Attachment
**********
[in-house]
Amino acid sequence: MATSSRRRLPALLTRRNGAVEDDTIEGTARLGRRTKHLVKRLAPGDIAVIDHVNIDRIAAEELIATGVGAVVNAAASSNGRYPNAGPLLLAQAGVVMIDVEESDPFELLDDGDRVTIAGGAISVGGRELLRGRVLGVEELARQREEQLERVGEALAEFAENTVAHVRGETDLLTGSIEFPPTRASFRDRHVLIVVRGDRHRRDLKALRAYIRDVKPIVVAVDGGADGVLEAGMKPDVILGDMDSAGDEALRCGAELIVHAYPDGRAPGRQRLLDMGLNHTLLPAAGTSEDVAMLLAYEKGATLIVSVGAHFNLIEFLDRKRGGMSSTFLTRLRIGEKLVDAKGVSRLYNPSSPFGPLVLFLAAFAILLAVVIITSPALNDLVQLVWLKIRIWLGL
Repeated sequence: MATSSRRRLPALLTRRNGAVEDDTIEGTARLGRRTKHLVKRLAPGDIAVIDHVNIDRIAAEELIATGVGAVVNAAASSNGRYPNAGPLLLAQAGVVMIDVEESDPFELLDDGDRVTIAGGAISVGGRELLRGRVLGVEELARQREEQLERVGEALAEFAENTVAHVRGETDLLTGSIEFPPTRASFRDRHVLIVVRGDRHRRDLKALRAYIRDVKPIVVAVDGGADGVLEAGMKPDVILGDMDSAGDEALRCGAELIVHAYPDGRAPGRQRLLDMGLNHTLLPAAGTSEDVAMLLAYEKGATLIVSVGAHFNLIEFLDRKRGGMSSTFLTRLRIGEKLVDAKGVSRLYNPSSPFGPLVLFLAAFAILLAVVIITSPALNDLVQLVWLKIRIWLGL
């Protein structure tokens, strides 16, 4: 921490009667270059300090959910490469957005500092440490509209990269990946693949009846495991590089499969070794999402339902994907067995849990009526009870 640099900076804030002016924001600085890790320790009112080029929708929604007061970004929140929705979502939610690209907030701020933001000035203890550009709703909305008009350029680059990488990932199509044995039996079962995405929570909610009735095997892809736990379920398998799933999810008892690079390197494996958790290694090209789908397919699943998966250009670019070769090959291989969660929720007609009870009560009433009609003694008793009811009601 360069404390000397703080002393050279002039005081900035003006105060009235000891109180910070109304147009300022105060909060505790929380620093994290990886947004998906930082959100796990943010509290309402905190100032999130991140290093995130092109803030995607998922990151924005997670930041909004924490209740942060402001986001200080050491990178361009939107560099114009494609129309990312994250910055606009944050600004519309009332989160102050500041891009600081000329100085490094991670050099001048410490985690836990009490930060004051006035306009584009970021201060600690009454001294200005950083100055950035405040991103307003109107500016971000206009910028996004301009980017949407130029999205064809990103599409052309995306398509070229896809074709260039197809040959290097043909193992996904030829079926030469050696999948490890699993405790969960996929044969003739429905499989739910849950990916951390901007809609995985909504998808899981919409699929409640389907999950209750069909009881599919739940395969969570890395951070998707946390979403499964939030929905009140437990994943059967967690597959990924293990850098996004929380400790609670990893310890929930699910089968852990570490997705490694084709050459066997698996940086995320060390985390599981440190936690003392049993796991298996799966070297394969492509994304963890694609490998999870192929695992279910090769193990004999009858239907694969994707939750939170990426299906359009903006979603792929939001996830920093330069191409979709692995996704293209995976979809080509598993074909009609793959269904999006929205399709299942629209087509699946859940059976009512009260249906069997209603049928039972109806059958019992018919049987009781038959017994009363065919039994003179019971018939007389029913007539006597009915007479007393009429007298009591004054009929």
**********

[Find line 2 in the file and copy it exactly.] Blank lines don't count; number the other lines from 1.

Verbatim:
Amino acid sequence: MATSSRRRLPALLTRRNGAVEDDTIEGTARLGRRTKHLVKRLAPGDIAVIDHVNIDRIAAEELIATGVGAVVNAAASSNGRYPNAGPLLLAQAGVVMIDVEESDPFELLDDGDRVTIAGGAISVGGRELLRGRVLGVEELARQREEQLERVGEALAEFAENTVAHVRGETDLLTGSIEFPPTRASFRDRHVLIVVRGDRHRRDLKALRAYIRDVKPIVVAVDGGADGVLEAGMKPDVILGDMDSAGDEALRCGAELIVHAYPDGRAPGRQRLLDMGLNHTLLPAAGTSEDVAMLLAYEKGATLIVSVGAHFNLIEFLDRKRGGMSSTFLTRLRIGEKLVDAKGVSRLYNPSSPFGPLVLFLAAFAILLAVVIITSPALNDLVQLVWLKIRIWLGL